LI student reps Andy Pringle, Will Dutch and Tin-Tin Azure report on the event, which took place in Edinburgh over the weekend of 17–18 April
The recent European Landscape Architecture Student Association (ELASA) mini-meeting was an enjoyable experience to attend as student representatives of the Landscape Institute.
Despite the best efforts of Icelandic geology, the event was a great success with students from all over Europe taking part.
A day workshop in association with NEA (North Edinburgh Arts), which formed part of the mini-meeting, took place in Muirhouse and focused on the design and sculpting of a series of performance spaces that acted as stages for a weekend of events using nothing but turf, imagination and creativity. Members of the Royal Botanic Gardens Edinburgh guided participants through the turfing process and provided a series of short talks.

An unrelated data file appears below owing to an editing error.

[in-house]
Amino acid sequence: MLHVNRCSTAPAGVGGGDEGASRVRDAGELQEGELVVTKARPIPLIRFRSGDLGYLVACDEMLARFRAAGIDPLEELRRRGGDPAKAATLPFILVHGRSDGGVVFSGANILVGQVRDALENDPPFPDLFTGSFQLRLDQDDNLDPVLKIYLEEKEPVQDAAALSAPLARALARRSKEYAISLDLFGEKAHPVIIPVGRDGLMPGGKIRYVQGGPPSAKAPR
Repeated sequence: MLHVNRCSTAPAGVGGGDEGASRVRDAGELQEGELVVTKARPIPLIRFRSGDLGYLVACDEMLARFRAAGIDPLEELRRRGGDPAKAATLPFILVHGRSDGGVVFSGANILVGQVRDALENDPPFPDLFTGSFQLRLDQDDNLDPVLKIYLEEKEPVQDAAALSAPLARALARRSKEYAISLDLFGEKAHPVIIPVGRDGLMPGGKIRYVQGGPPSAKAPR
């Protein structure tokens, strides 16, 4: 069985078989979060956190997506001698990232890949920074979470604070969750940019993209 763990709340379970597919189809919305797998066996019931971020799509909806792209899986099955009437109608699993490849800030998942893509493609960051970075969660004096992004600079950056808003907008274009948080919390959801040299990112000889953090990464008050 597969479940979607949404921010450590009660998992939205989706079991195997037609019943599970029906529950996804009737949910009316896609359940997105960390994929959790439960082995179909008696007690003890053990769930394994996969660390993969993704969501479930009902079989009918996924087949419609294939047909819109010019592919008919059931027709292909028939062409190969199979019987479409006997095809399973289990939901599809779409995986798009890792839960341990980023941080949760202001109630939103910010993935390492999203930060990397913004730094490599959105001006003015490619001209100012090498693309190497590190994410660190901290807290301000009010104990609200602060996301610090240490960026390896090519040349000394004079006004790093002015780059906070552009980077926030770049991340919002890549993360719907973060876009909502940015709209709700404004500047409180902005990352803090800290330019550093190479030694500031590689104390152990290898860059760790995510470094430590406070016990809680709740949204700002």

The workshop was filled with a diverse range of activities and lectures that were both stimulating and informative. We felt that the context of the Muirhouse project was particularly relevant, as it addressed contemporary social issues and experimented with methods and approaches to solving problems in areas of cities that have lost their identity and sense of place.
The creation of space in the form of an art installation within the Muirhouse shopping centre was an intriguing concept. By physically creating the installation ourselves, we witnessed how the community began to interact with it during the installation process – giving us an insight that we would not normally get with our exclusive focus on the design process.
A lecture by Eelco Hooftman, director of GROSS MAX, complemented the experience of the day by talking about how a more artistic approach to landscape architecture can positively change both places and people’s lives with the smallest intervention.
Overall, we felt that the day was extremely successful and helped us to start looking at new design perspectives. The fundamental principle of having art as a key driver for change within areas in need of regeneration, demonstrated that it is simplicity that can make the greatest change.